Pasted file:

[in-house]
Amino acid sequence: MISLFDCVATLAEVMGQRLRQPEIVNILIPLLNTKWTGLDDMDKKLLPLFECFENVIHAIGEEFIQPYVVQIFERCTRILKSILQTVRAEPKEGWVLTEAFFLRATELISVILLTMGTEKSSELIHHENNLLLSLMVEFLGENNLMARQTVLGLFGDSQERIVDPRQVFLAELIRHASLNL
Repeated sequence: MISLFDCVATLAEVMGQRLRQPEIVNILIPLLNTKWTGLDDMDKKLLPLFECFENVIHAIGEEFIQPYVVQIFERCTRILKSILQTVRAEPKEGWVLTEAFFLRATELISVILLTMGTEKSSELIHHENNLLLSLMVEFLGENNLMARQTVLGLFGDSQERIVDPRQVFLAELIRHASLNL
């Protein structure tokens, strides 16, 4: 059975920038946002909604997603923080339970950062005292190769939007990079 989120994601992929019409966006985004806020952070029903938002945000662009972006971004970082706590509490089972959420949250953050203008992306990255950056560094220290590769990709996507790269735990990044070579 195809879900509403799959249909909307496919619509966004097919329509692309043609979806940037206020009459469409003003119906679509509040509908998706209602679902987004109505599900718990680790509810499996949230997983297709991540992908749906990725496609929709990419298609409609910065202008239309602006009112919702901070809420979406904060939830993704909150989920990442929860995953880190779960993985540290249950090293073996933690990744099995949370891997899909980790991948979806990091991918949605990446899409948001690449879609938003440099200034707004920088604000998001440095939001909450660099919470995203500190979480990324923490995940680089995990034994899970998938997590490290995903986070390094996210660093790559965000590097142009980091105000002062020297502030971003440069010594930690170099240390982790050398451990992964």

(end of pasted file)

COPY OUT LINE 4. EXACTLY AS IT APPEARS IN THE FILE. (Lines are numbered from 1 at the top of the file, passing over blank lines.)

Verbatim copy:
């Protein structure tokens, strides 16, 4: 059975920038946002909604997603923080339970950062005292190769939007990079 989120994601992929019409966006985004806020952070029903938002945000662009972006971004970082706590509490089972959420949250953050203008992306990255950056560094220290590769990709996507790269735990990044070579 195809879900509403799959249909909307496919619509966004097919329509692309043609979806940037206020009459469409003003119906679509509040509908998706209602679902987004109505599900718990680790509810499996949230997983297709991540992908749906990725496609929709990419298609409609910065202008239309602006009112919702901070809420979406904060939830993704909150989920990442929860995953880190779960993985540290249950090293073996933690990744099995949370891997899909980790991948979806990091991918949605990446899409948001690449879609938003440099200034707004920088604000998001440095939001909450660099919470995203500190979480990324923490995940680089995990034994899970998938997590490290995903986070390094996210660093790559965000590097142009980091105000002062020297502030971003440069010594930690170099240390982790050398451990992964």